The premier will establish an independent review of WA's pandemic management.
An independent review of the state government's COVID-19 pandemic management has been announced ahead of the official end to the state of emergency powers, which were introduced on March 15 2020.
Premier Mark McGowan said the emergency declaration would not be renewed and came to a close at midnight on Friday.
Reflecting on 963 days of the pandemic response, Mr McGowan said Western Australia had a unique experience compared with most cities in the world.
"I am very grateful we avoided the mass deaths and devastation seen in other countries around the world," he said.
"We never treated WA lives as disposable or something that could be sacrificed for economic outcomes."
Mr McGowan said a review would consider whether the measures taken were appropriate, and if lessons can be learned for any other occasion that a pandemic threatened.
"It's not over and COVID is still circulating, but because of our higher vaccination rates, and the severity of the virus has diminished, it's not as severe in any way, shape or form as it used to be," he said.
"We'll look at what worked, what didn't work and what the lessons are for the future."
The premier was confident his government got most settings right, including the hard border rules.
"I'll believe this for the rest of my life; the border arrangements worked," Mr McGowan said. "They kept it out. Being extremely cautious worked.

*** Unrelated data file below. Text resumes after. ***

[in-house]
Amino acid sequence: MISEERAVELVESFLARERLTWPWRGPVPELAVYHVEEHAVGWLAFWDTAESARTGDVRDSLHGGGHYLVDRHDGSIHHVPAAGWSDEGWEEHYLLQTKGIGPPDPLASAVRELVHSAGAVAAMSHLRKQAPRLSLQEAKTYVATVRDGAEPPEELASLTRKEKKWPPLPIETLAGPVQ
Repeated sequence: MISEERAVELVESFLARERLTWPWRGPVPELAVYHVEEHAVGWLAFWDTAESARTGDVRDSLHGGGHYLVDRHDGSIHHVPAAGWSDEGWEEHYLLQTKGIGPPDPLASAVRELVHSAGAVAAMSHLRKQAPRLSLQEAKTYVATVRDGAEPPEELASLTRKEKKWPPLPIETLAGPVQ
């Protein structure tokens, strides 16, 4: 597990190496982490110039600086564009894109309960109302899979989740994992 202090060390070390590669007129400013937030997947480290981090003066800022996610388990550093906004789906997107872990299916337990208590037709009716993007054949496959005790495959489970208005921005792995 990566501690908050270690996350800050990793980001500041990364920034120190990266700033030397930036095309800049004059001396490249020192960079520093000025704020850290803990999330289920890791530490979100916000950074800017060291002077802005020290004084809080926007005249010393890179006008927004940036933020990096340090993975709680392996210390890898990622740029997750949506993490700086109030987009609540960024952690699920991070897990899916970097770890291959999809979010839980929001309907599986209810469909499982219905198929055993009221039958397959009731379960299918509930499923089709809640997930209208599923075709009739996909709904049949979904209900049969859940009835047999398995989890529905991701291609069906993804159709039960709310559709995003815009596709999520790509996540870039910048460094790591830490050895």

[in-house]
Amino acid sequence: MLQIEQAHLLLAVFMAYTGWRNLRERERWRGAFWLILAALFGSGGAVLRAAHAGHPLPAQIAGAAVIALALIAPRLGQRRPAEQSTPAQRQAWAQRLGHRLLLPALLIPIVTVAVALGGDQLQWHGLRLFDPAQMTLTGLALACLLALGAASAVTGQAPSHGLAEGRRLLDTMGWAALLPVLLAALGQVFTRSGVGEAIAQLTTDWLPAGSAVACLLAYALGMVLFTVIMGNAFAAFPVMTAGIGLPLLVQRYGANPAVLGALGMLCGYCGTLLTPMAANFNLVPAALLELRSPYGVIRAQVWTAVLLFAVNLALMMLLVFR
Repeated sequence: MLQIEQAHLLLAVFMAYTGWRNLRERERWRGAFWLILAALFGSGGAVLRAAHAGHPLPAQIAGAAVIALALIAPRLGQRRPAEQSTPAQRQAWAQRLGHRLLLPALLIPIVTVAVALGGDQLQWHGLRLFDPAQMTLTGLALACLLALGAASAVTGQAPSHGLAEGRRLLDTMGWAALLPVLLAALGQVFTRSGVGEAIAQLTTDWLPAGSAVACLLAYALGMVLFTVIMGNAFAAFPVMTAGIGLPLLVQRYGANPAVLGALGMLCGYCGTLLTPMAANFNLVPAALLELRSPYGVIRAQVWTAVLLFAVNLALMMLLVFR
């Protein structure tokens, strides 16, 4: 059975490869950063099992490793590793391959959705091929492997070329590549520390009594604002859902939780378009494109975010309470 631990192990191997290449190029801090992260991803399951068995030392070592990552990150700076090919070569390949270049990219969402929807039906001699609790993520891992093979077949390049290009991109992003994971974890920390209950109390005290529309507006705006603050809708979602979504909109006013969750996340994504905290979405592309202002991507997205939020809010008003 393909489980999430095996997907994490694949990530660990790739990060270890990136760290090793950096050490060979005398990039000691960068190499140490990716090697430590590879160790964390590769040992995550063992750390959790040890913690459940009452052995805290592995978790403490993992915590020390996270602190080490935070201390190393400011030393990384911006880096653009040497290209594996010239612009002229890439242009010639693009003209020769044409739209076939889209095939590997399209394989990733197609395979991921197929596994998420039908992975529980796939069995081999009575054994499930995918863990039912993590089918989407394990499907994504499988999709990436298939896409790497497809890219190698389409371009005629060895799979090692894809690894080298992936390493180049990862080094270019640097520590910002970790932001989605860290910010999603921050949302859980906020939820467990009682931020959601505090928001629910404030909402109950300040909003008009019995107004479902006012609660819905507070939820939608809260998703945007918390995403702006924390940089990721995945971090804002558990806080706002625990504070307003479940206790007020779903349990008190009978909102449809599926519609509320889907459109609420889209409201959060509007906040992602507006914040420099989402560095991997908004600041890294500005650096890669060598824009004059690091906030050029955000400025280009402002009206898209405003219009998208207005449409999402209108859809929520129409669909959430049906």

"Generally speaking, I wouldn't have done anything differently."
During the pandemic, WA delivered 2.6 million doses of vaccine, conducted 5.6 million PCR tests and housed 68,000 people in hotel quarantine.
Health Minister Amber-Jade Sanderson said some health settings would remain after the state of emergency finished.
"Staff and visitors will be required to stay away from public hopsitals after testing positive until 24 hours after their acute symptoms have passed," she said.
"Mask wearing requirements will be managed by hospitals under their local policiies for infection control.
"Surgical masks will stilll be required for staff who have direct interaction with patients."
High-risk settings, including hospitals will still require proof of vaccination.
The state opposition said bringing the state of emergency to an end was overdue
"It should have ended some time ago," deputy opposition leader Shane Love said. "We haven't seen mandatory isolation for some time now for people with COVID and at that point you have to say there is no state of emergency."
Mr McGowan said legislation to manage a resurgence of COVID, which was passed by parliament this year, would only be enacted if deemed essential by the WA Police commissioner.
"These laws are ready for use should they be required," he said. "They are fit for purpose as to how we manage the next phase of the COVID-19 pandemic.
"They do not allow for the closure of state borders or require an application to enter WA from any other state or territory."